4. Social action as asceticism. This group is probably holier than the rest of us, even if I think they are inaccurate in their understanding of the tradition. These are the people whose main concern is the really active life of serving the poor, caring for the sick, visiting the prisoners, etc. For them, this is the true heart of the Christian spiritual tradition, and the rest of us are off-base. They may be right.

These are probably not exactly fair, I admit. And some of us veer between the different groups. All of us need grace to draw near to God wherever he wants to meet us, whether we read too much and practise too little, do too little but think big of our doings, do things for slightly off-base reasons, or spend our time in service of others but not seeking pure prayer.

Father Luke Dysinger and Evagrius Ponticus

Having recently polished off some revisions to my book about manuscripts of Leo the Great, I’m working through an article about John Cassian and Evagrius Ponticus, based on research I did as an MA student in 2009. Besides 11 years of scholarship having transpired, I’m also aware of how much Evagrius I did not read back then. I had read all of The PraktikosChapters on Prayer, and Kephalaia Gnostica, and (in standard MA student fashion) I had used the index to Robert Sinkewicz, Evagrius of Pontus: The Greek Ascetic Corpus.

But the Gnostikos, the letters, the scholia on Scripture — I did not read these. I did not even know the scholia existed until this past summer!

But where can a person easily get his or her hands on the works of Evagrius? I have access to university libraries, but the quality of their holdings can vary widely. What about people who primarily use public libraries and do not wish to spend $80+?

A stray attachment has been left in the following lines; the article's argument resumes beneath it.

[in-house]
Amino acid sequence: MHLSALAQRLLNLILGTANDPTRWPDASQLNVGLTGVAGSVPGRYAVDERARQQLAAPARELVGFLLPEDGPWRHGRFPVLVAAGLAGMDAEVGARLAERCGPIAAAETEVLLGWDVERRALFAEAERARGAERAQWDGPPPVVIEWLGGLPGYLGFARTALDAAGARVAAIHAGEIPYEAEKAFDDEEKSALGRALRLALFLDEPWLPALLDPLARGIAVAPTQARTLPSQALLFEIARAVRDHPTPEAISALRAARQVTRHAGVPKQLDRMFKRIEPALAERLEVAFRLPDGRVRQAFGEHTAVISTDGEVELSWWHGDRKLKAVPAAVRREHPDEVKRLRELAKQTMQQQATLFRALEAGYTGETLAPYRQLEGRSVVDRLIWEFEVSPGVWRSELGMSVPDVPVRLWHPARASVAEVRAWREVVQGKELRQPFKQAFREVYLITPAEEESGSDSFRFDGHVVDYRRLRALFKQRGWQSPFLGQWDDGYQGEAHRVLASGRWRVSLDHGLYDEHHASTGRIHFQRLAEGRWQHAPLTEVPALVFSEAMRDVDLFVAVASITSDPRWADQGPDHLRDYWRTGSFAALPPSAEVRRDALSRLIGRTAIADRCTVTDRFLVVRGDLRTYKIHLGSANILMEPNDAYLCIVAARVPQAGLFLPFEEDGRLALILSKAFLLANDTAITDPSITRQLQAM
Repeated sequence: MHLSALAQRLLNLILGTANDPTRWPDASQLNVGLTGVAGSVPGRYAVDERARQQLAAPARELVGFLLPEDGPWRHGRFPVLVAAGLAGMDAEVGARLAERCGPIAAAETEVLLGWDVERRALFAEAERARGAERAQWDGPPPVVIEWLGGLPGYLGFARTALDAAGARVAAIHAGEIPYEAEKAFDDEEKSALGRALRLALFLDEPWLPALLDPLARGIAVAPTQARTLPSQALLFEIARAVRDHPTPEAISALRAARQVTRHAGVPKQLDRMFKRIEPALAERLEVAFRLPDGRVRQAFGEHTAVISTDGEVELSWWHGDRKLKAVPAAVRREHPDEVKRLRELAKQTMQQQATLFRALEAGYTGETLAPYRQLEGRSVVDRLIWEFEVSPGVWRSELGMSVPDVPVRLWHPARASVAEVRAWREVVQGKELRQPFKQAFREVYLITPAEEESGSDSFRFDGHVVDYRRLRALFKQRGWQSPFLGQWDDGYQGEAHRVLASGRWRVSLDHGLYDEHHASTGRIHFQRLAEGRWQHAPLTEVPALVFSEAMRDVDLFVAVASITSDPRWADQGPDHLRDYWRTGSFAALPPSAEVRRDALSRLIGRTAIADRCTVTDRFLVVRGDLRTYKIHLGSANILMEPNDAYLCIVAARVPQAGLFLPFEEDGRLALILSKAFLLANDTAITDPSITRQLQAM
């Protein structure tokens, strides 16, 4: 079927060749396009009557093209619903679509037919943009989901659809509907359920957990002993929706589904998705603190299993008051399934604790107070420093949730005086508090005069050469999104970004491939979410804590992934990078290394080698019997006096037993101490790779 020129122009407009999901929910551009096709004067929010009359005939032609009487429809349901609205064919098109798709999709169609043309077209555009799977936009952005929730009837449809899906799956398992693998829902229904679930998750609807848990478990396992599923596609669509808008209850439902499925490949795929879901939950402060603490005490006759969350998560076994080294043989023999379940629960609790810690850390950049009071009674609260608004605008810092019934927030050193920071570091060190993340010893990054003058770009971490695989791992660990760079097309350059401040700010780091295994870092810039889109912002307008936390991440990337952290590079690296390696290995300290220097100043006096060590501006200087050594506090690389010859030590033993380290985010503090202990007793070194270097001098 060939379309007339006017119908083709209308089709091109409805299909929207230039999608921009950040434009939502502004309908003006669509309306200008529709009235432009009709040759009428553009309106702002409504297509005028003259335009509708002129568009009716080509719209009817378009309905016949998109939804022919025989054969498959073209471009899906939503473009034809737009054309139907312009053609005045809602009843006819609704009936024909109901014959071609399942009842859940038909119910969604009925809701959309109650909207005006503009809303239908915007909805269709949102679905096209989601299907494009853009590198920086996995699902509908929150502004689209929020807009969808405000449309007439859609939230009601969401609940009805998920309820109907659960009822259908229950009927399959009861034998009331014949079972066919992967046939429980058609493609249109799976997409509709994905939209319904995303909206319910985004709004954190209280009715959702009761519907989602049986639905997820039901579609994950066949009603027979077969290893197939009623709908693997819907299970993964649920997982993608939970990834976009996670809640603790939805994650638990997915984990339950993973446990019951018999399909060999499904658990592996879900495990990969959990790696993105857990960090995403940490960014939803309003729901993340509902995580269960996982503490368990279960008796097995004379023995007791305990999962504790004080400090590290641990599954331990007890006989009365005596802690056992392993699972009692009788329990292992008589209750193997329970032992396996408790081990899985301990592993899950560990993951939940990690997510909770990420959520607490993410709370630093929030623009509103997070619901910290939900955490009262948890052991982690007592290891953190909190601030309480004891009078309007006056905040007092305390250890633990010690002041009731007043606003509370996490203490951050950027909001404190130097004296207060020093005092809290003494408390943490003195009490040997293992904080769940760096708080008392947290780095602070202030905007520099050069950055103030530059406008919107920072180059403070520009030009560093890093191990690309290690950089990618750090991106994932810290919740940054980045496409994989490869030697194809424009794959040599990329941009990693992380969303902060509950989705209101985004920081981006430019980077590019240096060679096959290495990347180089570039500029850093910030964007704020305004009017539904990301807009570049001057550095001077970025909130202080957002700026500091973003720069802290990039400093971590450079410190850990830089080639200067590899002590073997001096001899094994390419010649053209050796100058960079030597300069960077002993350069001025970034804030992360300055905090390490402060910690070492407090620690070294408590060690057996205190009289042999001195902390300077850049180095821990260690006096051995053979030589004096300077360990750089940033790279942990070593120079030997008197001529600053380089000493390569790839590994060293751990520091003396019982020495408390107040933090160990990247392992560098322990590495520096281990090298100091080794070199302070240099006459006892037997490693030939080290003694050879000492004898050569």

Father Luke Dysinger, author of Psalmody and Prayer in the Writings of Evagrius Ponticus can help. His website, St. Evagrius Ponticus, includes texts and translations of much Evagrian material. Not all, mind you. It is a work in progress. But it is a place to start. Here you can find PraktikosGnostikosKephalaia GnosticaOn the Thoughts (Peri Logismon), On PrayerSkemmataSentencesAntirrhetikosOn PsalmsOn Proverbs, On EcclesiastesOn Job, and Letters.

Father Luke also provides an introduction to Evagrius, and pages on secondary sources, themes, and early monasticism. It looks to be a great resource; I’ve been using it for some of the material. Unfortunately, I’m going to need the full scholia on the Psalms, and we’re all on lock-down from coronavirus right now, so getting to a library is hard …

But why read Evagrius in the first place?

For some of you, I may be putting the cart before the horse. Why even read Evagrius? Wasn’t he some sort of heretic? Well, in the words of an Orthodox monk, he was also a saint!

Evagrius Ponticus was a highly influential spiritual master living in the Egyptian desert in later fourth century. His spiritual theology deeply influenced St John Cassian, one of the fathers of Latin monasticism, and, even after his posthumous condemnation as a heretic over 150 years after his death, he continued to be read throughout the Greek Middle Ages, often under another’s name, usually St Nilus of Ancyra. Beyond the Byzantine world, he was read in Syriac, Armenian, and Arabic, and continued to be an influential father in the eastern Christian tradition.